# Prove two squares and a cube equal an integer

maxsthekat

## Homework Statement

Disprove or prove the statement that every positive integer is the sum of at most two squares and a cube of non-negative integers.

2. The attempt at a solution
I'll call the numbers that can be squares a and b. C will be the cube.

The easiest way to disprove something is to find a counter example. I figured 8 would work if one doesn't include 0 in the allowed values of a, b, and c. However, since the problem says "non-negative integers" instead of "positive" integers, I figure this is in err. (Edit: also, now thinking about it, it says "at most"-- so, 0 must be an allowed state for a, b, and/or c)

Just from glancing at it, I see that we have a situation where, since a can equal b, we can have 2a + 0 or 2a + 1 (depending on c)... So, that would seem to cover all even/odd integers. The only thing that's bugging me is the spacing. Since a and b are perfect squares, I can't simply say that they will cover all of the possible integers.... I'm not sure how to go about proving/disproving this. Does anyone have any thoughts, or any other thoughts in general as to how to approach this problem?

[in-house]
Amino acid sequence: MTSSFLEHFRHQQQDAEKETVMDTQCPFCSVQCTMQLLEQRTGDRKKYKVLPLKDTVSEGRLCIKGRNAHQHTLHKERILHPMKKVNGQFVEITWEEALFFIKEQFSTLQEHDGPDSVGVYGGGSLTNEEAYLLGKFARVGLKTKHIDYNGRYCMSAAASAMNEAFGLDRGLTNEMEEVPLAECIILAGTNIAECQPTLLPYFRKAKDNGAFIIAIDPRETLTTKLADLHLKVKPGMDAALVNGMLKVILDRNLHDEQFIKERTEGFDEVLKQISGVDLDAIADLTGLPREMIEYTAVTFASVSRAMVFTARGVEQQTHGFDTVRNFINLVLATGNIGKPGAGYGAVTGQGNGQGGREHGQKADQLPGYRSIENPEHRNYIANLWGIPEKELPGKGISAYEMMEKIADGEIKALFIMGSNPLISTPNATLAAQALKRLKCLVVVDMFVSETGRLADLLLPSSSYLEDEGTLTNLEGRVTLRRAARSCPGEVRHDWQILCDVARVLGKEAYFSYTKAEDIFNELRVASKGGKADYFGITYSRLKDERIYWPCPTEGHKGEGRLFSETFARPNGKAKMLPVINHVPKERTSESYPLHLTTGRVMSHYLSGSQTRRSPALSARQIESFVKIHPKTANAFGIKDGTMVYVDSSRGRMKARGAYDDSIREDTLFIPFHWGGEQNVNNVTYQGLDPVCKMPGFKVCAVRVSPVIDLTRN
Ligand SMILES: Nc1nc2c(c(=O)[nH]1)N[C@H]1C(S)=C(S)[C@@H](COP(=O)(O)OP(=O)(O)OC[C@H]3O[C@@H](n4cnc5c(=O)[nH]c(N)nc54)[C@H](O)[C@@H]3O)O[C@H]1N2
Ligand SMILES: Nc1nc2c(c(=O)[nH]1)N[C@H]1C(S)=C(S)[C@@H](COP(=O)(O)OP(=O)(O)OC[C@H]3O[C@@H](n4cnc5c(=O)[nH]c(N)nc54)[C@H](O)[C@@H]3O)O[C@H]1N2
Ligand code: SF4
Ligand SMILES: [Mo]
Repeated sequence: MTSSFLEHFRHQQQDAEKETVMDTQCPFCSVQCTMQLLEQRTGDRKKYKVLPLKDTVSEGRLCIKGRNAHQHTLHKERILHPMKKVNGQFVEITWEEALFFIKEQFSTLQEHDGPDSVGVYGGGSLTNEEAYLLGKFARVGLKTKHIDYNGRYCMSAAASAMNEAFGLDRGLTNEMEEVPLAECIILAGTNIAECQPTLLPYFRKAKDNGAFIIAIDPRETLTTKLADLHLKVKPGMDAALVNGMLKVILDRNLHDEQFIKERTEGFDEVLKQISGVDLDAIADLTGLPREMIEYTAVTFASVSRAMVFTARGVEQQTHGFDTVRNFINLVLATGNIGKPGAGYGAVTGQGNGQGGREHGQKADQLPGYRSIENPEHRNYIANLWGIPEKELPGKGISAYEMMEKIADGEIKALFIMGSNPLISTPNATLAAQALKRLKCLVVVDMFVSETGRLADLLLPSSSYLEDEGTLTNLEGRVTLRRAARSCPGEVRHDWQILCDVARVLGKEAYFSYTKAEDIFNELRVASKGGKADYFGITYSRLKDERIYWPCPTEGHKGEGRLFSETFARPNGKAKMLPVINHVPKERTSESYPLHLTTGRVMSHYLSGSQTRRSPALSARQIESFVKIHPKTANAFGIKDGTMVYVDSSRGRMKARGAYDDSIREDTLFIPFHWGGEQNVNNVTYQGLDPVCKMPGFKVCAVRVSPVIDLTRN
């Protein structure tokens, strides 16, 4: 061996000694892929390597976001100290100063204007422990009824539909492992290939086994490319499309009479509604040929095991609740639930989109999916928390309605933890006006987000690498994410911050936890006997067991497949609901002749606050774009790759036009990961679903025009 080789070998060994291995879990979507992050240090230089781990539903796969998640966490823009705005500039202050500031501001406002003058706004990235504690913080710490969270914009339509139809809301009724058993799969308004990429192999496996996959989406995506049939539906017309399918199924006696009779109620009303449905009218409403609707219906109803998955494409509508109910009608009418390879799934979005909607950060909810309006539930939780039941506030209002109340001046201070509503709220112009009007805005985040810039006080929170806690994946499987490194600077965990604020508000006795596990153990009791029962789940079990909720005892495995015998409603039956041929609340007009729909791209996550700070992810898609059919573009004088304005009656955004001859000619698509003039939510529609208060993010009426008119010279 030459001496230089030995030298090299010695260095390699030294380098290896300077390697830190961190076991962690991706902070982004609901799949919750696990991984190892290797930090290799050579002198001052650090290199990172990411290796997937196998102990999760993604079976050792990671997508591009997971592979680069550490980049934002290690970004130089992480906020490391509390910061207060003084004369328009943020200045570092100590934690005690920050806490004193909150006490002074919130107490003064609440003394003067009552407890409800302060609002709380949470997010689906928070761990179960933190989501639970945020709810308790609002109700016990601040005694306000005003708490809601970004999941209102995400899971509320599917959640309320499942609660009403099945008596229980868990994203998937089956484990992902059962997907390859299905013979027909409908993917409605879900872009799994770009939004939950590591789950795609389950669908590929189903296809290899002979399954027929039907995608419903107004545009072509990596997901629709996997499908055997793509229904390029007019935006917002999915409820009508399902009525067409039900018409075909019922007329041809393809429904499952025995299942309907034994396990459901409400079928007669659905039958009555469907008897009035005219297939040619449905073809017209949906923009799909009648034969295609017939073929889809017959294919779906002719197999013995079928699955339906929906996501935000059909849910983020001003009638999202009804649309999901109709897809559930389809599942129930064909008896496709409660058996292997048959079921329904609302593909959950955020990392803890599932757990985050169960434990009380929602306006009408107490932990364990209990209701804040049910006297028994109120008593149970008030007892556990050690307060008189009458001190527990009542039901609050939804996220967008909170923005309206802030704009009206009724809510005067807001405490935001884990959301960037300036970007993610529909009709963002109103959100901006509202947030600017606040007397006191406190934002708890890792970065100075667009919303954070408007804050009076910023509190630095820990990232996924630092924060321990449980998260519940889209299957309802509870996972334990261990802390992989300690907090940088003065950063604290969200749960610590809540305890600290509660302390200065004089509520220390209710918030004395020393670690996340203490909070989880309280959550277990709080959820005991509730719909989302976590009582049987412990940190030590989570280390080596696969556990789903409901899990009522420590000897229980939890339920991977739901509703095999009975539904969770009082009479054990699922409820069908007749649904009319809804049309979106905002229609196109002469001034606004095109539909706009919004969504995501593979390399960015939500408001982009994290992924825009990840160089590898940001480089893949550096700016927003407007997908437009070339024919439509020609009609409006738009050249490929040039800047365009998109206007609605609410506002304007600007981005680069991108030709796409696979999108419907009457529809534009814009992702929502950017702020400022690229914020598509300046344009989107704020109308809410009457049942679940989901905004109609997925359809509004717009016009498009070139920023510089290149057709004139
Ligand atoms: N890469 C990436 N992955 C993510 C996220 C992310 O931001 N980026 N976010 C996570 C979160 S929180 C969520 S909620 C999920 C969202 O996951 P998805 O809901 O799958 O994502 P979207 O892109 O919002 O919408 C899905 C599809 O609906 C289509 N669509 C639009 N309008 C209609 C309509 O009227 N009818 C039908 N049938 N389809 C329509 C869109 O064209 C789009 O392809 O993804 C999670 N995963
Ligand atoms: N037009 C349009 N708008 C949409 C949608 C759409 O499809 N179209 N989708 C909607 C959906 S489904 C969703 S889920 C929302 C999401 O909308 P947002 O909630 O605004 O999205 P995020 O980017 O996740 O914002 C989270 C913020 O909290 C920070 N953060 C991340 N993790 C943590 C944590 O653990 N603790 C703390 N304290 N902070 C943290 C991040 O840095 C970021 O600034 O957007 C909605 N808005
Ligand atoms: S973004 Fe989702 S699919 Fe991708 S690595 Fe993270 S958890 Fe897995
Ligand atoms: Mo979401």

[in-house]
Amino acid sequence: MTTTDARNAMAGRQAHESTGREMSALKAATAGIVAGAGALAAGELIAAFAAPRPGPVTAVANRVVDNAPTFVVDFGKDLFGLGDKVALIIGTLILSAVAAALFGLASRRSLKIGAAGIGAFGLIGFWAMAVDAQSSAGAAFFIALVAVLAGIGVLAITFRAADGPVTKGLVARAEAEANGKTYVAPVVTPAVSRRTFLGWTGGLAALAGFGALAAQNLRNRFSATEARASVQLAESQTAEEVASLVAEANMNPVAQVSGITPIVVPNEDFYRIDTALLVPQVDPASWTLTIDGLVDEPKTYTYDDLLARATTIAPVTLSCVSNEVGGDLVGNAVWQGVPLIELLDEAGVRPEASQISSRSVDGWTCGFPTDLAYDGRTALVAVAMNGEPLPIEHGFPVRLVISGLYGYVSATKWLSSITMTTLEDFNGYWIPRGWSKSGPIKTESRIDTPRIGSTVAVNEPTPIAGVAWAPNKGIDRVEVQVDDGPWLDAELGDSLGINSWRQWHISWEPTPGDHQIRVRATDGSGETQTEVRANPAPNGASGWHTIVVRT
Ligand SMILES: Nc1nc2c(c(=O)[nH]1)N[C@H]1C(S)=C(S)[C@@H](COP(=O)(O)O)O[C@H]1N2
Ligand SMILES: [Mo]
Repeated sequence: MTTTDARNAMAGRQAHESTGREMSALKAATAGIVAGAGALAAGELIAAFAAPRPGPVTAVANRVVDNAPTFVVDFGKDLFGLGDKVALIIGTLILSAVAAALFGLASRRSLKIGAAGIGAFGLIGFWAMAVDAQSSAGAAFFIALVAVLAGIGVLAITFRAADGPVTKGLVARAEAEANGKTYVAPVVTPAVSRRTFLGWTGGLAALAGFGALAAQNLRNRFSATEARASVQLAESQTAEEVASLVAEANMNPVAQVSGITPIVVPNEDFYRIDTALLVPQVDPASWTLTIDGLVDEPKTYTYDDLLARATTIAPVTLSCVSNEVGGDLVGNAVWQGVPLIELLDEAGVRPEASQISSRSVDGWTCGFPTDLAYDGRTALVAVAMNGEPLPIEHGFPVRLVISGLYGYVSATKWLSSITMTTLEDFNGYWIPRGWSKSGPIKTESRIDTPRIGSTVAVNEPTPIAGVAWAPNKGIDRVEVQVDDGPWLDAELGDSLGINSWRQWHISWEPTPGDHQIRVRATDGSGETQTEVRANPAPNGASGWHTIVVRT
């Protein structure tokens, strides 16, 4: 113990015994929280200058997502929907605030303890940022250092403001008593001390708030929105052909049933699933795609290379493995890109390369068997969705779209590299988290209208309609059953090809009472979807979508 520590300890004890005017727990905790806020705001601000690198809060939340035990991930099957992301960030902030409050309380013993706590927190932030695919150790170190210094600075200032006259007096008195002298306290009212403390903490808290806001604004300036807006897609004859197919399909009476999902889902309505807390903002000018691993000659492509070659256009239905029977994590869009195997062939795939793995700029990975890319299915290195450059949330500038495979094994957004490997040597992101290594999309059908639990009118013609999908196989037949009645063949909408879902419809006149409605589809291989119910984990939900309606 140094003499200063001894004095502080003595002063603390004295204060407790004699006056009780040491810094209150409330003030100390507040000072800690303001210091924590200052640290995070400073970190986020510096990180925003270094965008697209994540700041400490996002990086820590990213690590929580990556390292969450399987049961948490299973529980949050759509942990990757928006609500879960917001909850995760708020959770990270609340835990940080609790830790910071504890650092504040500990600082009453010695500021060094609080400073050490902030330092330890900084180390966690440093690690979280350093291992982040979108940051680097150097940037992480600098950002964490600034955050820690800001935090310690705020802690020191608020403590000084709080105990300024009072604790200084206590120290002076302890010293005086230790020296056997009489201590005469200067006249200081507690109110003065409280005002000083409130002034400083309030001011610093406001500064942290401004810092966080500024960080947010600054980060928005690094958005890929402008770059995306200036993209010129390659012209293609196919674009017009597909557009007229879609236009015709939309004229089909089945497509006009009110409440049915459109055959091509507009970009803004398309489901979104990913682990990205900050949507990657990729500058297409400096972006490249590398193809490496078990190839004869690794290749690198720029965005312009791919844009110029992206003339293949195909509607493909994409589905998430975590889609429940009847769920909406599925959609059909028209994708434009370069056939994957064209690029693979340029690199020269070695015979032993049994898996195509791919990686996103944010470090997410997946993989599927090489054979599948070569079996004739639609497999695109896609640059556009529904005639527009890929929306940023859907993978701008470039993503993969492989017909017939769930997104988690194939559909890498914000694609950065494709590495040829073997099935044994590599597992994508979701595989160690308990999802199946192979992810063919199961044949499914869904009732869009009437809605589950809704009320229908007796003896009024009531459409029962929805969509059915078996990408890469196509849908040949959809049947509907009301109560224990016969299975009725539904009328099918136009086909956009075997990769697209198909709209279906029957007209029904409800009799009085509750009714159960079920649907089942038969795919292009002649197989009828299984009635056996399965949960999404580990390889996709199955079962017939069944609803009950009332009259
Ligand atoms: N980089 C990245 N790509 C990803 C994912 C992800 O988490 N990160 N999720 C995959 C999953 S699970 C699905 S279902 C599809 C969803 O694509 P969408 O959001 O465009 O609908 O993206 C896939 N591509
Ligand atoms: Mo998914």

Thanks!

-Max

Gold Member
If I was trying to solve this problem, I would start by working it out for small positive integers:

$1 = 1^2$

$2 = 1^2 + 1^2$

$3 = 1^2 + 1^2 +1^3$

and so on. If you're lucky, you'll find a relatively small counter example. Otherwise, you might see a pattern that suggests a proof. Try that and see what you find.

Petek

Homework Helper
Is 8 the only number you tried as a counter example??

maxsthekat
Ah. By brute force, it appears 15 won't work. Somehow, prior to eating dinner, I must've skipped over that one :P I had thought I checked up until 50.

So, I guess the moral of the story for these kinds of problems is never let elegance get in the way of plain ol' plug and chug.

Thanks for the insight, guys :)